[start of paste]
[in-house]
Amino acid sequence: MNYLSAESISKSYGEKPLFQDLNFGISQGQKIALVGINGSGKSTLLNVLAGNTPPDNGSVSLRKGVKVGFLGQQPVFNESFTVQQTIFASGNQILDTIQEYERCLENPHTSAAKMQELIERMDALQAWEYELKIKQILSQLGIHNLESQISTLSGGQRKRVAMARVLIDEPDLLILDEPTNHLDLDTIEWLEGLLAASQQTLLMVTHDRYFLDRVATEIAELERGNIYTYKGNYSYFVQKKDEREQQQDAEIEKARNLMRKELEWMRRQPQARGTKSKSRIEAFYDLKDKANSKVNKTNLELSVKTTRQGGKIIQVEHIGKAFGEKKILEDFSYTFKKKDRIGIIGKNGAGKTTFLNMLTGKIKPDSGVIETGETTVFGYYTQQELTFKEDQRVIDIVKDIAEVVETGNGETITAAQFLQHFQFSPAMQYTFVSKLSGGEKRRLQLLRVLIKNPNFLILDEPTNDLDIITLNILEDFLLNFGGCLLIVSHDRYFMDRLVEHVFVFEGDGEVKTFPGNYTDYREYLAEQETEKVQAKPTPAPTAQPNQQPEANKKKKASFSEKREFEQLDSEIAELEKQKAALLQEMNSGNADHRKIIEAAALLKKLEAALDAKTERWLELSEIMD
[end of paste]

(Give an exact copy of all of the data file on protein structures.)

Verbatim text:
[in-house]
Amino acid sequence: MNYLSAESISKSYGEKPLFQDLNFGISQGQKIALVGINGSGKSTLLNVLAGNTPPDNGSVSLRKGVKVGFLGQQPVFNESFTVQQTIFASGNQILDTIQEYERCLENPHTSAAKMQELIERMDALQAWEYELKIKQILSQLGIHNLESQISTLSGGQRKRVAMARVLIDEPDLLILDEPTNHLDLDTIEWLEGLLAASQQTLLMVTHDRYFLDRVATEIAELERGNIYTYKGNYSYFVQKKDEREQQQDAEIEKARNLMRKELEWMRRQPQARGTKSKSRIEAFYDLKDKANSKVNKTNLELSVKTTRQGGKIIQVEHIGKAFGEKKILEDFSYTFKKKDRIGIIGKNGAGKTTFLNMLTGKIKPDSGVIETGETTVFGYYTQQELTFKEDQRVIDIVKDIAEVVETGNGETITAAQFLQHFQFSPAMQYTFVSKLSGGEKRRLQLLRVLIKNPNFLILDEPTNDLDIITLNILEDFLLNFGGCLLIVSHDRYFMDRLVEHVFVFEGDGEVKTFPGNYTDYREYLAEQETEKVQAKPTPAPTAQPNQQPEANKKKKASFSEKREFEQLDSEIAELEKQKAALLQEMNSGNADHRKIIEAAALLKKLEAALDAKTERWLELSEIMD